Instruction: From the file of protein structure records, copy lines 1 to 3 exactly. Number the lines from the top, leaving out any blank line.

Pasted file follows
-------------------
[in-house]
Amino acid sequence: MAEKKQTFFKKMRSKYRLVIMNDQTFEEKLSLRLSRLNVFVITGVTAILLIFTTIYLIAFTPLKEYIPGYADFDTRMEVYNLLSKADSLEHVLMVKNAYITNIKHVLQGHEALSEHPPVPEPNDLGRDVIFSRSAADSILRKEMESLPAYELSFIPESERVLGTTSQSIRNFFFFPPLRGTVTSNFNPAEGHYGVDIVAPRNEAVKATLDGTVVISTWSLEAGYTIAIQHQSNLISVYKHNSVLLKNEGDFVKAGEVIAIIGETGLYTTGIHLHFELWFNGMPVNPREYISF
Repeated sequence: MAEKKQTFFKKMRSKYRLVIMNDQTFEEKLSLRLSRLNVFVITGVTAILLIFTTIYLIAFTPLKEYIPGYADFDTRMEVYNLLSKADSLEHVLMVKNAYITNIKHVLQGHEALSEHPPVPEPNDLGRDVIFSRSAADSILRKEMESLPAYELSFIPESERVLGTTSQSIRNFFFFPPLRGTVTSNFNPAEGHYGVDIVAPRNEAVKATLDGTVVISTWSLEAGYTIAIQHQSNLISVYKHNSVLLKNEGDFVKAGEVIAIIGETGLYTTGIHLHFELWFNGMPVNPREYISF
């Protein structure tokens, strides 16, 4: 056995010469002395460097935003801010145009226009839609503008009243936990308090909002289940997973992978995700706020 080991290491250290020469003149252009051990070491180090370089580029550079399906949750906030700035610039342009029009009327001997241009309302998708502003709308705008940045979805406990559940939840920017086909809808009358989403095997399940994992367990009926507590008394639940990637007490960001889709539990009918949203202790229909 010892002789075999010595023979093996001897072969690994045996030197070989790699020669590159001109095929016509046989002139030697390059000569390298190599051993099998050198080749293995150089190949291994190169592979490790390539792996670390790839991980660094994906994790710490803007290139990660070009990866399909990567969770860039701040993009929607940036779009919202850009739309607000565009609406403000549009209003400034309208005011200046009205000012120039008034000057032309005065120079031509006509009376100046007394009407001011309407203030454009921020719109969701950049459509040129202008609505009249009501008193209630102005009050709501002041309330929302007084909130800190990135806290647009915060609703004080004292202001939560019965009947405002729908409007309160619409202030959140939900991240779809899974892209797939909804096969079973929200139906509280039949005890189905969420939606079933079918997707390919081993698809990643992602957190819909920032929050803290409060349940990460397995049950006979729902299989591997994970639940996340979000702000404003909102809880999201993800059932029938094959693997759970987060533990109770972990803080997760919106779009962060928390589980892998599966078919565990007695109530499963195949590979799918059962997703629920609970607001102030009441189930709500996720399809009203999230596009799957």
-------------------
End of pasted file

[in-house]
Amino acid sequence: MAEKKQTFFKKMRSKYRLVIMNDQTFEEKLSLRLSRLNVFVITGVTAILLIFTTIYLIAFTPLKEYIPGYADFDTRMEVYNLLSKADSLEHVLMVKNAYITNIKHVLQGHEALSEHPPVPEPNDLGRDVIFSRSAADSILRKEMESLPAYELSFIPESERVLGTTSQSIRNFFFFPPLRGTVTSNFNPAEGHYGVDIVAPRNEAVKATLDGTVVISTWSLEAGYTIAIQHQSNLISVYKHNSVLLKNEGDFVKAGEVIAIIGETGLYTTGIHLHFELWFNGMPVNPREYISF
Repeated sequence: MAEKKQTFFKKMRSKYRLVIMNDQTFEEKLSLRLSRLNVFVITGVTAILLIFTTIYLIAFTPLKEYIPGYADFDTRMEVYNLLSKADSLEHVLMVKNAYITNIKHVLQGHEALSEHPPVPEPNDLGRDVIFSRSAADSILRKEMESLPAYELSFIPESERVLGTTSQSIRNFFFFPPLRGTVTSNFNPAEGHYGVDIVAPRNEAVKATLDGTVVISTWSLEAGYTIAIQHQSNLISVYKHNSVLLKNEGDFVKAGEVIAIIGETGLYTTGIHLHFELWFNGMPVNPREYISF